Up to 100,000 electricity customers cut off; water systems were affected, and repair crews tried to catch up.
Twin Cities residents facing a second day without power Wednesday waited anxiously for crews to repair damage left by violent storms that plowed through the Twin Cities.
A new wave of storms expected to rumble through the area early Wednesday threatened to complicate those efforts, as another 1/2 to 1 1/2 inches of rain was expected to soak an already saturated landscape, said National Weather Service forecaster Tony Zaleski. Gusts of 58 miles per hour or more and 1-inch hail could hit some areas, he said.
Tuesday, an overnight storm packing wind gusting up to 80 mph downed trees, knocked out electricty to more than 100,000 homes and businesses and caused problems for some municipal water supplies.
Xcel Energy reported Tuesday night that it had restored power to all but about 4,000 customers and hoped to have everyone back online by 11 p.m. Wednesday. Most outages were in the east and south metro, concentrated in South St. Paul, Hastings, Burnsville and Lakeville.
More than 10,000 Dakota Electric Association customers across Dakota, Goodhue, Rice and Scott counties were in the dark early Tuesday, but that number was whittled to 500 by Tuesday afternoon. All the power was to be restored Tuesday night.
A water advisory was issued in West St. Paul, urging residents to temporarily refrain from using tap water. Power outages resulted in low water pressure, which makes it easier for harmful bacteria to enter the water.
In Burnsville, the city's water treatment plant operated on an emergency generator until mid-afternoon Tuesday; the city said water remained safe for drinking. Officials estimated about 75 trees were down, some blocking streets.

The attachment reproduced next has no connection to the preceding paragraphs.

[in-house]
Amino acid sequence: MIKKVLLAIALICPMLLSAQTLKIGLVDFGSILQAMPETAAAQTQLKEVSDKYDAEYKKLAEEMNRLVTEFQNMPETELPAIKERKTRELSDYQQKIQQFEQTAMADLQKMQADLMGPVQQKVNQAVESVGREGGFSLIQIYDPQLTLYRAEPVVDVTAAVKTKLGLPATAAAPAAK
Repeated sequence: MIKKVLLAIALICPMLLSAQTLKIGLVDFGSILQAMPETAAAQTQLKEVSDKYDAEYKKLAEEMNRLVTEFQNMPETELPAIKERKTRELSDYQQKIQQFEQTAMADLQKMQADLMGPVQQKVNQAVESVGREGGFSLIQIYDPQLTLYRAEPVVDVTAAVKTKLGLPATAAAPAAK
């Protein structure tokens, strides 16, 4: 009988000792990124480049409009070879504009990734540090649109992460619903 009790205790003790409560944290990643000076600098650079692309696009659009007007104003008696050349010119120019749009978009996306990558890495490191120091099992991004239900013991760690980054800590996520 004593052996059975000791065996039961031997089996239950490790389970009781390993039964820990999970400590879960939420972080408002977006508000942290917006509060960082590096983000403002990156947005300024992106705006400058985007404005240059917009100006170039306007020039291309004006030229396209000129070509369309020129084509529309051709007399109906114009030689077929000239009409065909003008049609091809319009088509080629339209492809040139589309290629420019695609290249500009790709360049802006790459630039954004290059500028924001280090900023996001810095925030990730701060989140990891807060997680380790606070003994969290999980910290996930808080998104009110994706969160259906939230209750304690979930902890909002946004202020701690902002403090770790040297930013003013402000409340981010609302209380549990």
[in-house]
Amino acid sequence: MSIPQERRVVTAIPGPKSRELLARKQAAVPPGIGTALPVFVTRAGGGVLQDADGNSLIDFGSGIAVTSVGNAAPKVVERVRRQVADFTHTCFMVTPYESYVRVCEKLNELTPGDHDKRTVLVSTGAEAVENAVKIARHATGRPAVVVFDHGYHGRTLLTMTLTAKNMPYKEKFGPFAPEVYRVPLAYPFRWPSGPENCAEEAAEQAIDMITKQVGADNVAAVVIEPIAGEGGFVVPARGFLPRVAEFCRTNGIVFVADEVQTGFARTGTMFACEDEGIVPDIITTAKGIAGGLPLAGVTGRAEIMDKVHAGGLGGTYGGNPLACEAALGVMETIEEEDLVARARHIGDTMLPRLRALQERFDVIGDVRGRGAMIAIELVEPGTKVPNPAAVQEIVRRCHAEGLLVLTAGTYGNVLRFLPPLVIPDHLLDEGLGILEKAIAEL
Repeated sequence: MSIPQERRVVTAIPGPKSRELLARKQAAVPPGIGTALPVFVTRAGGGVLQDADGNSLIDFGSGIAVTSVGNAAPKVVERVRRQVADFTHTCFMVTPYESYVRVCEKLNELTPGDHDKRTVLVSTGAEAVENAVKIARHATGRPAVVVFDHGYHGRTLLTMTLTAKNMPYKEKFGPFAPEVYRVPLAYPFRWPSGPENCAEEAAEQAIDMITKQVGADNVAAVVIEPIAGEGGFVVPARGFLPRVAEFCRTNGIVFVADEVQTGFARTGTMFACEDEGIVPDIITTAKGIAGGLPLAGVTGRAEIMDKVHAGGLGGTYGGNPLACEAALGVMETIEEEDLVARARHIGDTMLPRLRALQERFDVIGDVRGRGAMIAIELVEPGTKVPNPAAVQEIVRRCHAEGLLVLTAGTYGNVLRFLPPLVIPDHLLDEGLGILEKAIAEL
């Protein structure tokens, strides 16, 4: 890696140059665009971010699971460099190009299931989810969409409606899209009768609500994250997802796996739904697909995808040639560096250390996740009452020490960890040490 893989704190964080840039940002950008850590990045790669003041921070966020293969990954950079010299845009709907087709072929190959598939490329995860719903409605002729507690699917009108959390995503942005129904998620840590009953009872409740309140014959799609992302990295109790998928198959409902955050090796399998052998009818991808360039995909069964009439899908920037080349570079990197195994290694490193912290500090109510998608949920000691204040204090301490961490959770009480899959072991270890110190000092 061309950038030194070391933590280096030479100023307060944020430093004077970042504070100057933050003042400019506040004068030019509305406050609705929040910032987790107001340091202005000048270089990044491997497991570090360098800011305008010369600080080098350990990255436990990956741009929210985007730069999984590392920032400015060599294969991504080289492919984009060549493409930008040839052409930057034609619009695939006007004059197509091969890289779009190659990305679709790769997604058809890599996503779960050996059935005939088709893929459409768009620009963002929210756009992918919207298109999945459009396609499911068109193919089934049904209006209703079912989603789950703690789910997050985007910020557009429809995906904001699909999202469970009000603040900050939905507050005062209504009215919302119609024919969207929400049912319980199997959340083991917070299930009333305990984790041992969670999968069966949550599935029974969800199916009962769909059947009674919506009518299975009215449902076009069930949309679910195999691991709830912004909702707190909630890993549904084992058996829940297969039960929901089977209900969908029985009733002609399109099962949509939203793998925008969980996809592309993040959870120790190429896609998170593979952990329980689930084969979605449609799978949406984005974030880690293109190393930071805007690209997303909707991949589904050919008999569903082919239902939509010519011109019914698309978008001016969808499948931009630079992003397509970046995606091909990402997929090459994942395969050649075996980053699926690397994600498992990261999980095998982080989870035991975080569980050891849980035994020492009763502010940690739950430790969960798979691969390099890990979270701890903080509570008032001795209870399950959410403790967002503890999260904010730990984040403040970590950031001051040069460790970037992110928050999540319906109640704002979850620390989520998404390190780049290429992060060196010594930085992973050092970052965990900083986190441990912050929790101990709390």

In Lakeville, city crews worked to clear toppled trees and branches from roads, especially in the northeastern and southern sections. Some trees fell on homes and vehicles, according to a statement from the city. No injuries were reported.
Sirens did not sound in Lakeville, prompting the Dakota Communications Center to investigate. City officials also checked a mobile home park where several homes were damaged.
Power outages also made it harder to get relief from the heat. The Ramsey County-owned water park, Battle Creek Waterworks, and St. Paul's Highland Aquatic Center were closed Tuesday. Asked when the pool will reopen, spokesman Brad Meyer said, "We don't know."
A flash flood watch is in effect for large portions of Minnesota through Wednesday and the State Patrol closed portions of Hwy. 61 between Duluth and Two Harbors due to flooding Tuesday night.
Staff writers Susan Feyder and Rochelle Olson contributed to this report. Asha Anchan • 612-673-4154
Poll: What do you think of ESPN reporter Britt McHenry's one-week suspension?